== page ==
What I’m Reading: The Story of Edgar Sawtelle

I saw this book come up in my Facebook feed. I ignored it. The book came into my feed again. I ignored it again. The book came into my feed again. This time, I actually looked at the cover. Well, there was a person and a dog on the cover. It said it was an Oprah book club piece. I decided I might as well give it a try…and that’s how The Story of Edgar Sawtelle by David Wroblewski came into my listening app.

I listened to the first couple of chapters and I was immediately hooked. Another book came up in my feed that I was on a waitlist and I ignored it. This book was so good.

…and then it wasn’t. The book slowed. The story twisted into something that for me wasn’t believable. Then it slowed some more…then to top it off, the ending really wasn’t a conclusion ending. It was just an ending that left the lives and deaths of the characters at no real starting point or ending point. Admittedly, by the time I got to the last chapter I was just done. I wasn’t really interested in the book anymore. Maybe in that last chapter, I missed something…but I sure don’t think I did.

Normally I am not a big fan of books that have an epilogue. This book needed one.

In the book, there is some boyhood anger between brothers that comes back as when the men are adults but there is no developed true reason why there was the anger to start with.

Here’s what Amazon had to say:

Born mute, speaking only in sign, Edgar Sawtelle leads an idyllic life on his family’s farm in remote northern Wisconsin, where they raise and train an extraordinary breed of dog. But when tragedy mysteriously strikes, Edgar is forced to flee into the vast neighboring wilderness, accompanied by three yearling dogs. He comes of age in the wild, struggling for survival, until the day Edgar is forced to choose between leaving forever and returning home to learn the truth behind what has happened.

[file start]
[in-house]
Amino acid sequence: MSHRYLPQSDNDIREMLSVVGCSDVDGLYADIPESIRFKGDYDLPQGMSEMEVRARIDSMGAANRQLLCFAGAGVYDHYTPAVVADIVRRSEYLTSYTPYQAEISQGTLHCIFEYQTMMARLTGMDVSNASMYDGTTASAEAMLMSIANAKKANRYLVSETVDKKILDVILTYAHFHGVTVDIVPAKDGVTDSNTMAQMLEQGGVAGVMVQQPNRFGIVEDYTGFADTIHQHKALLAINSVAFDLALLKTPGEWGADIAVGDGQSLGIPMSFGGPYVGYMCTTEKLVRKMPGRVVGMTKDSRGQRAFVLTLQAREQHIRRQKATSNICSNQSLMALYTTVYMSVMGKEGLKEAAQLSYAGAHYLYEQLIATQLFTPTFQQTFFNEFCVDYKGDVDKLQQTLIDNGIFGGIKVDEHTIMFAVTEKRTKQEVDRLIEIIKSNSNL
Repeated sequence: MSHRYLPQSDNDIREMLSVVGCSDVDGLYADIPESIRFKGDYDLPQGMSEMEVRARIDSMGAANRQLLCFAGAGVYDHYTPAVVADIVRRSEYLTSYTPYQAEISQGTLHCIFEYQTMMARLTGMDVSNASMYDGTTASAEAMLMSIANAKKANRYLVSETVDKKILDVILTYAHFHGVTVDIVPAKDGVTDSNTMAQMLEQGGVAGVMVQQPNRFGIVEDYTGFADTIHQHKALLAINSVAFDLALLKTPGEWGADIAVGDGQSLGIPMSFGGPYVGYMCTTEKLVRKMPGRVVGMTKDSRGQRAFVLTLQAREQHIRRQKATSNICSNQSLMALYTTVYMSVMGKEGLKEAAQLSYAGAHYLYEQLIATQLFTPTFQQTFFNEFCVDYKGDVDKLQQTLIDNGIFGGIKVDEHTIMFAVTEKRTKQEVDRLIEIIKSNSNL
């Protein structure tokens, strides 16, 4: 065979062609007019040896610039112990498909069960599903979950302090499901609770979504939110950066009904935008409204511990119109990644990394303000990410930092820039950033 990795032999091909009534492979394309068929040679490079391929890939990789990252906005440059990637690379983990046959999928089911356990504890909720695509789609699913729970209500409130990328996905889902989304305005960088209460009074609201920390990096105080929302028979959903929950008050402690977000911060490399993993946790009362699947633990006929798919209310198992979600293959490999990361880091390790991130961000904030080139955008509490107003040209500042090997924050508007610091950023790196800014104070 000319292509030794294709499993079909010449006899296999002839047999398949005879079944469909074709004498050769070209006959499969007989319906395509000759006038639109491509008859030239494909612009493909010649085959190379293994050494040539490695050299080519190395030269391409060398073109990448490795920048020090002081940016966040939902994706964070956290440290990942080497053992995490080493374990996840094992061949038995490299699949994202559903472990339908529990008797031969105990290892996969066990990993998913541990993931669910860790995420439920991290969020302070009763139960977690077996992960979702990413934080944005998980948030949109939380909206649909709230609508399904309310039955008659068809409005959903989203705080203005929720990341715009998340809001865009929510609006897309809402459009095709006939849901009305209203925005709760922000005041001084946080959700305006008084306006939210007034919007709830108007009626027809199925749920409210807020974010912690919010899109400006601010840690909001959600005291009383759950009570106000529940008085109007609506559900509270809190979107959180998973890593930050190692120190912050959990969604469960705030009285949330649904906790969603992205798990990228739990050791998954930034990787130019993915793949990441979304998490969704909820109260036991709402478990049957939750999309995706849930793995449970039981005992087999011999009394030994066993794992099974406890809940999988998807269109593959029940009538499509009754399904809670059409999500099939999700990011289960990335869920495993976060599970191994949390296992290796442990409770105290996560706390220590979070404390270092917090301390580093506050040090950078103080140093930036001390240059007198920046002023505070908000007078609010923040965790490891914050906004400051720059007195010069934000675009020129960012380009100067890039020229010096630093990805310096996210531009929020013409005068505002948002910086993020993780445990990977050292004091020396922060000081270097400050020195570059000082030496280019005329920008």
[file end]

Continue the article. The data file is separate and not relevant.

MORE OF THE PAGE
Filled with breathtaking scenes—the elemental north woods, the sweep of seasons, an iconic American barn, a fateful vision rendered in the falling rain—The Story of Edgar Sawtelle is a meditation on the limits of language and what lies beyond, a brilliantly inventive retelling of an ancient story, and an epic tale of devotion, betrayal, and courage in the American heartland.”

Amazon readers gave the book 4.1 stars. Me, I could give it 2 stars. For me, that means the book is not worth your time. I’m wondering if it got the ratings it did because of the “Oprah’s Book Club” stamp.

Has anyone else read this book? I hope you were either smart enough to not finish it or somehow got more out of the book than I did!!

You can find the book HERE if you are interested.

13 thoughts on “What I’m Reading: The Story of Edgar Sawtelle”

  1. It was a ‘no’ for me too. I read it a few years ago when it was a big Book Club book and people were raving about it. I just didn’t get it but assumed it was me because I don’t like a lot of Book Club books (the reason I’m not in a book club).

    Oh well, plenty more books in the library.

  2. I haven’t read this book nor had I ever heard of it. It’s too bad the book didn’t live up to the review. The review made it sound interesting.